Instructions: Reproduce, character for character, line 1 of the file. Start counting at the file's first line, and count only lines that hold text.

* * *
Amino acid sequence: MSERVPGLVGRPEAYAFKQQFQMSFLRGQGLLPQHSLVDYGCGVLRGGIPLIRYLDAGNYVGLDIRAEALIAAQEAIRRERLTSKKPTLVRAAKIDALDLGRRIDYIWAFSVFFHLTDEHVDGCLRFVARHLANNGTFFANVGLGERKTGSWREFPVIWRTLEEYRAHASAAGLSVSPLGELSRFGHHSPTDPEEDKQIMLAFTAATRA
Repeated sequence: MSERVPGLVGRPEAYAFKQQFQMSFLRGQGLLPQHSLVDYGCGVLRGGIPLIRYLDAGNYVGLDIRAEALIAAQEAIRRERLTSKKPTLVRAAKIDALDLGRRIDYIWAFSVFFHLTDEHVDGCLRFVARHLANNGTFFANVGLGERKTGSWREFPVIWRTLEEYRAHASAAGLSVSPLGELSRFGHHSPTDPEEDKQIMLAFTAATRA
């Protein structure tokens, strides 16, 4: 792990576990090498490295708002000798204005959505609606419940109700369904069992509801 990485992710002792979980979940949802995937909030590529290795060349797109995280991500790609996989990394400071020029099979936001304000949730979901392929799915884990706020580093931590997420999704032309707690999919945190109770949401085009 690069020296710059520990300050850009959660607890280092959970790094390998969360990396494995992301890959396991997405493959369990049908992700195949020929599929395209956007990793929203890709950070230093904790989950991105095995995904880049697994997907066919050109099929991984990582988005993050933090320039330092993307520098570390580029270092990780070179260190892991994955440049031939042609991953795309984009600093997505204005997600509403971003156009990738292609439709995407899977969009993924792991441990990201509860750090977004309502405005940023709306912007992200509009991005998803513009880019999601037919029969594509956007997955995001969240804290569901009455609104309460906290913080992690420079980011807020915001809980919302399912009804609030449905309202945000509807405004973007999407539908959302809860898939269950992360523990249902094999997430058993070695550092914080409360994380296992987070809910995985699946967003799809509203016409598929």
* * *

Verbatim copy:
Amino acid sequence: MSERVPGLVGRPEAYAFKQQFQMSFLRGQGLLPQHSLVDYGCGVLRGGIPLIRYLDAGNYVGLDIRAEALIAAQEAIRRERLTSKKPTLVRAAKIDALDLGRRIDYIWAFSVFFHLTDEHVDGCLRFVARHLANNGTFFANVGLGERKTGSWREFPVIWRTLEEYRAHASAAGLSVSPLGELSRFGHHSPTDPEEDKQIMLAFTAATRA